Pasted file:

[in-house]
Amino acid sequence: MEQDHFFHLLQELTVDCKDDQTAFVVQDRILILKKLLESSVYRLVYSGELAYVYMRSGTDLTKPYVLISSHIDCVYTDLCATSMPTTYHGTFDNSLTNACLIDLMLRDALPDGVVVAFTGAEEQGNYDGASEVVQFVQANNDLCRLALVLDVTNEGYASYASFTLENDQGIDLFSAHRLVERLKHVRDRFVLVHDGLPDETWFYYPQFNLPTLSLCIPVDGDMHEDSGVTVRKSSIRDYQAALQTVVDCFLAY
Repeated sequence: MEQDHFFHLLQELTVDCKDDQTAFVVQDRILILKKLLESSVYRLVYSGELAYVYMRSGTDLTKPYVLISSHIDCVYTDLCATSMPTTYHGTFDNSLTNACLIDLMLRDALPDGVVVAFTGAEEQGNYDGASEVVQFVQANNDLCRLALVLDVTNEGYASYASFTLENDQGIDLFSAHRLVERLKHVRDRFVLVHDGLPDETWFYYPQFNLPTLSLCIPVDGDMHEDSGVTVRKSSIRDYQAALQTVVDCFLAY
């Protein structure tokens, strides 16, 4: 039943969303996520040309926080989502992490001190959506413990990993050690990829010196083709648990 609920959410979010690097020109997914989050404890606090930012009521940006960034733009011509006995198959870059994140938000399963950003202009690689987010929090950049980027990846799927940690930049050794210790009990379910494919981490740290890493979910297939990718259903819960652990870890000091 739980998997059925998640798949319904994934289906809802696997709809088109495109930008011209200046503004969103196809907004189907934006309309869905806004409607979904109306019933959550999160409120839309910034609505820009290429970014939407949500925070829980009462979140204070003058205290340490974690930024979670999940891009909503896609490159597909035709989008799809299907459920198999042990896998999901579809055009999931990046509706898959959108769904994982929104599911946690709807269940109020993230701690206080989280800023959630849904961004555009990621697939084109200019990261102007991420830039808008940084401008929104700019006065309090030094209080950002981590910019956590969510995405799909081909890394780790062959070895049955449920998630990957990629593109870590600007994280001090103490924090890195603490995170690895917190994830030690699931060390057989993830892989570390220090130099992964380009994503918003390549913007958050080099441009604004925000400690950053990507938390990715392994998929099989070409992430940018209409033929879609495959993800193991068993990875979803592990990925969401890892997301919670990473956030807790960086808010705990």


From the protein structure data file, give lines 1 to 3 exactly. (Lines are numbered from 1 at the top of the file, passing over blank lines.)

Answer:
[in-house]
Amino acid sequence: MEQDHFFHLLQELTVDCKDDQTAFVVQDRILILKKLLESSVYRLVYSGELAYVYMRSGTDLTKPYVLISSHIDCVYTDLCATSMPTTYHGTFDNSLTNACLIDLMLRDALPDGVVVAFTGAEEQGNYDGASEVVQFVQANNDLCRLALVLDVTNEGYASYASFTLENDQGIDLFSAHRLVERLKHVRDRFVLVHDGLPDETWFYYPQFNLPTLSLCIPVDGDMHEDSGVTVRKSSIRDYQAALQTVVDCFLAY
Repeated sequence: MEQDHFFHLLQELTVDCKDDQTAFVVQDRILILKKLLESSVYRLVYSGELAYVYMRSGTDLTKPYVLISSHIDCVYTDLCATSMPTTYHGTFDNSLTNACLIDLMLRDALPDGVVVAFTGAEEQGNYDGASEVVQFVQANNDLCRLALVLDVTNEGYASYASFTLENDQGIDLFSAHRLVERLKHVRDRFVLVHDGLPDETWFYYPQFNLPTLSLCIPVDGDMHEDSGVTVRKSSIRDYQAALQTVVDCFLAY